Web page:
Minibooks are something we spent a little time on in PGCE year and I have found there is a huge variety of different templates you can create reasonably easily. I can’t praise Clare Seccombe’s minibooks enough – this term we have done “row of shops” minibooks with older students who promised me they were not in fact too old for that kind of thing and hexagon minibooks to practice time, and for school subjects – pictures one side, sentences on other. The row of shops mini-books are now on display and getting lots of jealous comments from the classes who didn’t get to do them.

Treasure or Trash sorting exercises work with all sorts of vocab – you give them a pile of cards of words and they have to get the ones that meet your criteria into one pile and discard the rest.

Triptico resources – find 10 and word magnets are the ones I use most, and they’re free to all. It’s a beautiful and flexible set of apps to use on a smartboard, but that will work with any projector / computer combo. (I don’t have a smartboard and I’m not sure I want one! I do appreciate a large whiteboard and would love to have more than one in my classroom.)

Tarsia jigsaws – a free app from – it’s a pair matching activity that was designed for maths but awesome for languages too. The app gets you to make your own, but you can find somepremade examples here. I tend to give them to students on sheets and they cut them out then make them into puzzles; the first few pairs to finish stick them down on a sheet of paper and use that to help other pairs to complete it. It’s helpful to have a version of the completed puzzle yourself or at least the list of pairs you came up with to use as help, to project as an optional scaffold for the weaker ones. You can make the matching pairs numbers in figures and TL words; words in TL and in English; or for an additional level of challenge, concepts that link (eg les gants / les mains. la voiture / le gaz d’√©chappement) OK, that last bit is moving away from weak literacy classes somewhat.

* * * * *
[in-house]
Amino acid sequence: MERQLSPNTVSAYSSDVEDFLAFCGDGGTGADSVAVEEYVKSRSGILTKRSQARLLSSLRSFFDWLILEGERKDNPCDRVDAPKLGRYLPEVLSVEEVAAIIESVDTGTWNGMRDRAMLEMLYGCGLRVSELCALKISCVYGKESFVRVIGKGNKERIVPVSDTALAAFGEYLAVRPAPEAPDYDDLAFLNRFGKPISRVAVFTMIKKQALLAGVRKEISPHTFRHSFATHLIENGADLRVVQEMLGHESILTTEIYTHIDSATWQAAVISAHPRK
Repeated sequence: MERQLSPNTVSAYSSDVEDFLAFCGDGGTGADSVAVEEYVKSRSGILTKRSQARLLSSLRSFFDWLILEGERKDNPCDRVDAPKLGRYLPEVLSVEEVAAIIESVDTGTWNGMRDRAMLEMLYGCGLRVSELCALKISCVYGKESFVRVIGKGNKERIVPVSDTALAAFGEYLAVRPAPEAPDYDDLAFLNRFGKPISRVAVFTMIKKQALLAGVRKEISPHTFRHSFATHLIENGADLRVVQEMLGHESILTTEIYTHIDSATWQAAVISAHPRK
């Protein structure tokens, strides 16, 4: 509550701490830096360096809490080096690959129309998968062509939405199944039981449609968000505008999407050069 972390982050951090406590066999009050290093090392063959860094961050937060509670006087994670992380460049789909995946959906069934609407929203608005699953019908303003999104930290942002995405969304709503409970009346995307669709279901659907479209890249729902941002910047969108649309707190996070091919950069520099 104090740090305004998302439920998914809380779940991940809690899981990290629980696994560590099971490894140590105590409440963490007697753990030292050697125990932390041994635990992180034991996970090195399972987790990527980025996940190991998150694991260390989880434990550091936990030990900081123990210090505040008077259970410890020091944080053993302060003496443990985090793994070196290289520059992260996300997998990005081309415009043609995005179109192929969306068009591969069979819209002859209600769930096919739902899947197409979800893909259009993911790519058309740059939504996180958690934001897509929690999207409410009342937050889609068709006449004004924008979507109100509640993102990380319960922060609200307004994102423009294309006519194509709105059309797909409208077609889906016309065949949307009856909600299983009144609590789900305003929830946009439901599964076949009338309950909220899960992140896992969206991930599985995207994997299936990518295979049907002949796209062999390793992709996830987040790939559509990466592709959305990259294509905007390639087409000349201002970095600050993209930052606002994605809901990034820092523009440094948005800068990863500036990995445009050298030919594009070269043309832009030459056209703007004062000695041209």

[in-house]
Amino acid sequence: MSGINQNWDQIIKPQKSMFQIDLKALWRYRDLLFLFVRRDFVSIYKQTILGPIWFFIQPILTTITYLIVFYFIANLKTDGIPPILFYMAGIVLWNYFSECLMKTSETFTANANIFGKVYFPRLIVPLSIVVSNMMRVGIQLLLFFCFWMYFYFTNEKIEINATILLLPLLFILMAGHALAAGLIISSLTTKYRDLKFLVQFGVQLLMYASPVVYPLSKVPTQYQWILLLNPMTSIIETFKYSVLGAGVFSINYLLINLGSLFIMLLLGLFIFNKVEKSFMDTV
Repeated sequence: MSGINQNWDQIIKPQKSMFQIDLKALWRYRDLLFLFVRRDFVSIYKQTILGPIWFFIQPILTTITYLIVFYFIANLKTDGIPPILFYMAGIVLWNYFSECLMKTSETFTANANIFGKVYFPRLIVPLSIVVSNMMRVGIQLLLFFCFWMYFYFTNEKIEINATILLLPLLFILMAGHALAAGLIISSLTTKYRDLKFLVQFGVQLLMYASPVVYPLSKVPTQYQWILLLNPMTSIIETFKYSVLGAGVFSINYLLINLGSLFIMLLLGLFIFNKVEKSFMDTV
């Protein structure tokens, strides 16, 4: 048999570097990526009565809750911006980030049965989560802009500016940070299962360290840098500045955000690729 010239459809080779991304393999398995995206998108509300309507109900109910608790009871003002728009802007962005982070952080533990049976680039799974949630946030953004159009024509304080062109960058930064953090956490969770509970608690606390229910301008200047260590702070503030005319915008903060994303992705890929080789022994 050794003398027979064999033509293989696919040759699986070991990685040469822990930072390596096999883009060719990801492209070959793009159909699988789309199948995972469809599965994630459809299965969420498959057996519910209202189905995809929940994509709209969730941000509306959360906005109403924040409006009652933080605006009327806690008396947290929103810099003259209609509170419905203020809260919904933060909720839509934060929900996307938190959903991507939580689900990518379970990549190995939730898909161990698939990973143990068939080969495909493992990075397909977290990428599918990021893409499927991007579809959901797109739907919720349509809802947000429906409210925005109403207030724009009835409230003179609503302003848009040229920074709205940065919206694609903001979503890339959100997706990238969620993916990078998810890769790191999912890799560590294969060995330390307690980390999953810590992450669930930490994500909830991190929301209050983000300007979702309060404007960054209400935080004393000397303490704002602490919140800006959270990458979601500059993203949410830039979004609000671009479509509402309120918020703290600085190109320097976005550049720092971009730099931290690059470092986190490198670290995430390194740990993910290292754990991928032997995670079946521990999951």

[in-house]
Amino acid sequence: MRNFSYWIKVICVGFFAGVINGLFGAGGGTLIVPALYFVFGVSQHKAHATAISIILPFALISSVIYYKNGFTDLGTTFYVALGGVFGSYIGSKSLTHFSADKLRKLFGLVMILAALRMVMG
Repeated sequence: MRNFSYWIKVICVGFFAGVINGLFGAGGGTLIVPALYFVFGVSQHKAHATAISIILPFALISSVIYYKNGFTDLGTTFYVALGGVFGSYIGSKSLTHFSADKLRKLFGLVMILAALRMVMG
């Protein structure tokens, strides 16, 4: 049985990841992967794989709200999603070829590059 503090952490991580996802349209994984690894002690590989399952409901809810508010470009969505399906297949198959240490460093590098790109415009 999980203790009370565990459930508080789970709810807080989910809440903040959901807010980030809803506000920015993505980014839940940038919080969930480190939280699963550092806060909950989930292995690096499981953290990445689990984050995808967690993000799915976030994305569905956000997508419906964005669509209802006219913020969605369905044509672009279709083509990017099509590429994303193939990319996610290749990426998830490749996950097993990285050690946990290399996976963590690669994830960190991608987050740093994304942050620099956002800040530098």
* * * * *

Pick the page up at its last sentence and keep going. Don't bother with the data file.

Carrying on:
There’s an amazing “minimum preparation, maximum effectiveness” games in MFL document on the TES here. This did the rounds on our PGCE year, and I found it again this week. We were doing animals in a class this week, and we ended up with some time at the end so we played “animals heads down thumbs up” – a game I did not know how to play last year, but all classes I’ve tried it with seem to know how to do it already from primary school. For animals, four people had an A4 sheet with an animal name written on it, and the students had to say “Je crois que c’est le (poisson / chien / chat)” (which was on the board as a support) – The class really enjoyed the game. It could be done with any vocab items.

Several lovely ideas in the document above relate to chanting – eg days of week written on board, class chants through over and over, teacher rubs days off one at a time until class can chant days of week from memory. Whole class chanting as one student tries to find hidden object – quietly when student is far away, loudly when student is near. “Chef d’orchestre” – student goes out, class decides on able student whose job it is to change the word that is chanted. When that person changes the word, the people near them change too, until the whole class is chanting the new word. The student who went out has to guess who it is who is changing. You can give them a TL phrase for the guess, or you can just be happy the whole class is chanting French words…